The Prehistoric Archaeology Blog is concerned with news reports featuring Prehistoric period archaeology. If you wish to see news reports for general European archaeology, please go to The Archaeology of Europe Weblog.
Sunday, April 28, 2013
Tracing Our Footsteps: Archaeology in the Digital Age
Human ancestors that walked the earth left few traces of their passage. Some of their footprints have lithified, or turned to stone, but some survive to this day, unlithified, in soft sediment such as silt. These fragile records of ancient footprints pose a sizable challenge to archaeologists today: how do you preserve the ephemeral? According to new research published in PLOS ONE, the answer may be to “record and digitally rescue” these footprint sites.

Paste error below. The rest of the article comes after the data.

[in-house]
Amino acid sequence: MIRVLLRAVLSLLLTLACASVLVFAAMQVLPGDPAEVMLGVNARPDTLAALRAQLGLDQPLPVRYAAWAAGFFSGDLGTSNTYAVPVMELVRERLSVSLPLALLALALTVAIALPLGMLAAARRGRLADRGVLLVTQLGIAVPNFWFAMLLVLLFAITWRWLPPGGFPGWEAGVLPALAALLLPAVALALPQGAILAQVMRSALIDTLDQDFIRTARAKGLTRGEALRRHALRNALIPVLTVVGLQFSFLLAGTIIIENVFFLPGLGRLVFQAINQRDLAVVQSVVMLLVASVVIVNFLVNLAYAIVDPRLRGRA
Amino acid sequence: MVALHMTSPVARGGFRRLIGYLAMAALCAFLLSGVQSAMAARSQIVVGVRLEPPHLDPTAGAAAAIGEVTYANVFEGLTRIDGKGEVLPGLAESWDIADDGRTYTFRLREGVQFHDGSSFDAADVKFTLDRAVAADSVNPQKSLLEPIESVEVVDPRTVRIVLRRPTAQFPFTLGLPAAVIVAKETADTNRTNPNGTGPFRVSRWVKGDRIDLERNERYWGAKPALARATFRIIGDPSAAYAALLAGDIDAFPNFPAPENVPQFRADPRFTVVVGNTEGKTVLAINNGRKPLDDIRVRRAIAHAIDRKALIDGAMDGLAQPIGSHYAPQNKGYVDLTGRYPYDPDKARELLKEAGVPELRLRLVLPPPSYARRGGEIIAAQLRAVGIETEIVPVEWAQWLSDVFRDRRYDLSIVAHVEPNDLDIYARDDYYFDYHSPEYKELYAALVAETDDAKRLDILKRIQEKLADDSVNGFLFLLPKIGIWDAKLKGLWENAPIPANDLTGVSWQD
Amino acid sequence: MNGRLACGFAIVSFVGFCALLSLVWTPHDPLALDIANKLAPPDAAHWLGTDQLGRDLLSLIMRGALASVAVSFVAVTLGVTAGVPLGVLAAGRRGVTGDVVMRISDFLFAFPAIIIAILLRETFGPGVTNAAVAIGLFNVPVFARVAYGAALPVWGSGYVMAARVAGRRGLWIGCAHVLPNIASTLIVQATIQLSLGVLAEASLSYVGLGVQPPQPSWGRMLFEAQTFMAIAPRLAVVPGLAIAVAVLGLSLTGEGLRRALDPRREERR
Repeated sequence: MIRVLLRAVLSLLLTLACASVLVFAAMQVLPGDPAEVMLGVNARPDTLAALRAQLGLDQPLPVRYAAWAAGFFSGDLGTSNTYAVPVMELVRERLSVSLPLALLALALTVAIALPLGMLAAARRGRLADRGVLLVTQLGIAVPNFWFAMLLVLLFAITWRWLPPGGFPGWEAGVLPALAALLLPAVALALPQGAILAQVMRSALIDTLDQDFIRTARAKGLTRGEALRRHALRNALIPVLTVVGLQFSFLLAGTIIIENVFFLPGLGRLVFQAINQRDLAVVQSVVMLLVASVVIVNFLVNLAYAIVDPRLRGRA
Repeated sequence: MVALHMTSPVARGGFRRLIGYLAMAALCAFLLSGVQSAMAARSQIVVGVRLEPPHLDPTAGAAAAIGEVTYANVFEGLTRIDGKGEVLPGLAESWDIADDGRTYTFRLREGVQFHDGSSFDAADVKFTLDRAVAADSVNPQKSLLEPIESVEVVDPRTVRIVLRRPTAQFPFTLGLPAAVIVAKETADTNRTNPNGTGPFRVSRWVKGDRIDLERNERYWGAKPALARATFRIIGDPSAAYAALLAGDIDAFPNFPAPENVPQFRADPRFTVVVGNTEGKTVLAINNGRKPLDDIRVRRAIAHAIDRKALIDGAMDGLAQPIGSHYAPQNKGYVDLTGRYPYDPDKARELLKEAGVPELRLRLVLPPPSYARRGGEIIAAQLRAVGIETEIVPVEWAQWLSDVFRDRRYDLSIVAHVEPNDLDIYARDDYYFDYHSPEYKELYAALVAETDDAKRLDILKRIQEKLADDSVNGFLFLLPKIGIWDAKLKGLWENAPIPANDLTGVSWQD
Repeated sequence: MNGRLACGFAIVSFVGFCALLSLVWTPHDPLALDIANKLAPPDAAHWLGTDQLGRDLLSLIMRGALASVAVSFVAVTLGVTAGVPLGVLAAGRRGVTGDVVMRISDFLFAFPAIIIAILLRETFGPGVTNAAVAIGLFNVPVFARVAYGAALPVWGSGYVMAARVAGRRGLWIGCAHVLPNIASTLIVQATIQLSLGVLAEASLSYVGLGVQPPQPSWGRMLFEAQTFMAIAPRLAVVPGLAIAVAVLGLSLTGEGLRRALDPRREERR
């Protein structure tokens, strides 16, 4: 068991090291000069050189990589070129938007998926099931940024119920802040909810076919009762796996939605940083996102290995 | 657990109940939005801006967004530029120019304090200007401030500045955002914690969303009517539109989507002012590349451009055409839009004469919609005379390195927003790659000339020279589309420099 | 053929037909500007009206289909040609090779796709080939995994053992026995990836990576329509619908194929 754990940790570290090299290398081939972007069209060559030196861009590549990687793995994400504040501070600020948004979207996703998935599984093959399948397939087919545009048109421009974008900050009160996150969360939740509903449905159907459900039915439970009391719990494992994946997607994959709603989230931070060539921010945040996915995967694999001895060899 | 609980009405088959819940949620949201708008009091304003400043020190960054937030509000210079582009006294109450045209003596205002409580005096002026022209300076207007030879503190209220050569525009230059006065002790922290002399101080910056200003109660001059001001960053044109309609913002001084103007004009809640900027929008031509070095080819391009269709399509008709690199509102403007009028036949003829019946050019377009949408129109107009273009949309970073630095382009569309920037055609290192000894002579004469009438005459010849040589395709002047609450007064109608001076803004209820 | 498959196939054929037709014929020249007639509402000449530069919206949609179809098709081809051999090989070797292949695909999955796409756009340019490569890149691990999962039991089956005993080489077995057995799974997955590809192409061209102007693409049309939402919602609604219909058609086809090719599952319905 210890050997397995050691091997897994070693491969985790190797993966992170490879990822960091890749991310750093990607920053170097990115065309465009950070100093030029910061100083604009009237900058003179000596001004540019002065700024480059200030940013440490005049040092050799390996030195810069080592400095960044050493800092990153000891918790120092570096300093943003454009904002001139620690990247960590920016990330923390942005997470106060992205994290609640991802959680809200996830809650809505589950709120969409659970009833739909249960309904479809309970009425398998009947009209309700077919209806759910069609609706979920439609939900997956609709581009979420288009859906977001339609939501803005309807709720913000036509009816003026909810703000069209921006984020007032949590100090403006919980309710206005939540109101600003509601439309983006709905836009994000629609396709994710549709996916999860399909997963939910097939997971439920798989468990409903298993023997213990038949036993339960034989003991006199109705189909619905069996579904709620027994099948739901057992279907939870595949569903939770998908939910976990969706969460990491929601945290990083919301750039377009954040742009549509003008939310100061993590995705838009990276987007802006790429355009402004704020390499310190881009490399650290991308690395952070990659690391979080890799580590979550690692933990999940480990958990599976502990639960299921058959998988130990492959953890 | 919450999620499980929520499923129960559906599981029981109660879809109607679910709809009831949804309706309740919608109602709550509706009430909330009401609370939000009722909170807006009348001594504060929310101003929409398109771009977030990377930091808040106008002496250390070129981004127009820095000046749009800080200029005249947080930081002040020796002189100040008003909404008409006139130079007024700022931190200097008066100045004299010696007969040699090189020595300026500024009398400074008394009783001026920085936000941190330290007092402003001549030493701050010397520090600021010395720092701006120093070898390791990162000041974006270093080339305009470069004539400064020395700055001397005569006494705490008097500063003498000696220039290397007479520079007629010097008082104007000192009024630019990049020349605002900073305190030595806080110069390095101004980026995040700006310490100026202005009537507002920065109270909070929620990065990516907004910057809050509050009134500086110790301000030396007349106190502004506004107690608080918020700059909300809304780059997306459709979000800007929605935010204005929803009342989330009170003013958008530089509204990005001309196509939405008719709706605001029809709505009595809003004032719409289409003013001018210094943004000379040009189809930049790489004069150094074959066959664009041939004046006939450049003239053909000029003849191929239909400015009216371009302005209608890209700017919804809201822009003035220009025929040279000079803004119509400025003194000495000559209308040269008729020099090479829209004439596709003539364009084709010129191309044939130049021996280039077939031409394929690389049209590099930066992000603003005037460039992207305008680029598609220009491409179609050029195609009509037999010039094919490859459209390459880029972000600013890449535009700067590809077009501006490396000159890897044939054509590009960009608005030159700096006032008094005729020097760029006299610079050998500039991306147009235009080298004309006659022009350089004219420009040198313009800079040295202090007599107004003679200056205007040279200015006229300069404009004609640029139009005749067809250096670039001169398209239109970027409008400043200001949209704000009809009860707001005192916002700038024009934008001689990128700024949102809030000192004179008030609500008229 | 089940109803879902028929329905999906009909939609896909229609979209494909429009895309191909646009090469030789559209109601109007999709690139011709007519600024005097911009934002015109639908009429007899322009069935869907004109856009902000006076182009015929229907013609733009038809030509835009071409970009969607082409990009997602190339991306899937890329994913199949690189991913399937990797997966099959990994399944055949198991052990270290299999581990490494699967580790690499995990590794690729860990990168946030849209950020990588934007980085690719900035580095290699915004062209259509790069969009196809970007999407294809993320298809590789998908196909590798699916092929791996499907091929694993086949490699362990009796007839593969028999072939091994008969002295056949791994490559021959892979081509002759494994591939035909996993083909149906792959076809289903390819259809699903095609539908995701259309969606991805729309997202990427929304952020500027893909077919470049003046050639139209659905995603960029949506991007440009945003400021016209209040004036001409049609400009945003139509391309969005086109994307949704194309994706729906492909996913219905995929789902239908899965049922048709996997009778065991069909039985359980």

The authors explored two methods in this study: digital photogrammetry, where researchers strategically photograph an object in order to derive measurements; and optical laser scanning, where light is used to measure the object’s physical properties. To begin, the authors filled trays with mixtures of sand, cement, and plaster and instructed a participant to walk through these samples. Four wooden 1 cm cubes were then placed beside a select number of footprints and photographs were taken. A laser scanner was then used to measure the same footprints. This simple procedure was also replicated outside of the lab, at a beach in North West England.